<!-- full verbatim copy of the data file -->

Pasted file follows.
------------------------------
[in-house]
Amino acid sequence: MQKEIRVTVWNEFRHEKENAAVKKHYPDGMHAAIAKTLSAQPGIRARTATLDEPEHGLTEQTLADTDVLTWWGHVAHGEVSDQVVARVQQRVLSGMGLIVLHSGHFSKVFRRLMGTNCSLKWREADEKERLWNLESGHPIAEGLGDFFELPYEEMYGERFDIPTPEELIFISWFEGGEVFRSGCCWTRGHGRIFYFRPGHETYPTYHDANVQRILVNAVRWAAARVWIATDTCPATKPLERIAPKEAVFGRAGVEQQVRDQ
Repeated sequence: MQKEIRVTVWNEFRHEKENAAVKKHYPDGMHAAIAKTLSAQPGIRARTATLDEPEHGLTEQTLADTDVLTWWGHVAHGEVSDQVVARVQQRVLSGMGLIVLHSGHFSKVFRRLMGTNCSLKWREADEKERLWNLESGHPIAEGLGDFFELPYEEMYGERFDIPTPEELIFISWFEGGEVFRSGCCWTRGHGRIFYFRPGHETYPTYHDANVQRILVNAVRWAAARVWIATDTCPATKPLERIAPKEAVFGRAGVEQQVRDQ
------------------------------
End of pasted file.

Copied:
[in-house]
Amino acid sequence: MQKEIRVTVWNEFRHEKENAAVKKHYPDGMHAAIAKTLSAQPGIRARTATLDEPEHGLTEQTLADTDVLTWWGHVAHGEVSDQVVARVQQRVLSGMGLIVLHSGHFSKVFRRLMGTNCSLKWREADEKERLWNLESGHPIAEGLGDFFELPYEEMYGERFDIPTPEELIFISWFEGGEVFRSGCCWTRGHGRIFYFRPGHETYPTYHDANVQRILVNAVRWAAARVWIATDTCPATKPLERIAPKEAVFGRAGVEQQVRDQ
Repeated sequence: MQKEIRVTVWNEFRHEKENAAVKKHYPDGMHAAIAKTLSAQPGIRARTATLDEPEHGLTEQTLADTDVLTWWGHVAHGEVSDQVVARVQQRVLSGMGLIVLHSGHFSKVFRRLMGTNCSLKWREADEKERLWNLESGHPIAEGLGDFFELPYEEMYGERFDIPTPEELIFISWFEGGEVFRSGCCWTRGHGRIFYFRPGHETYPTYHDANVQRILVNAVRWAAARVWIATDTCPATKPLERIAPKEAVFGRAGVEQQVRDQ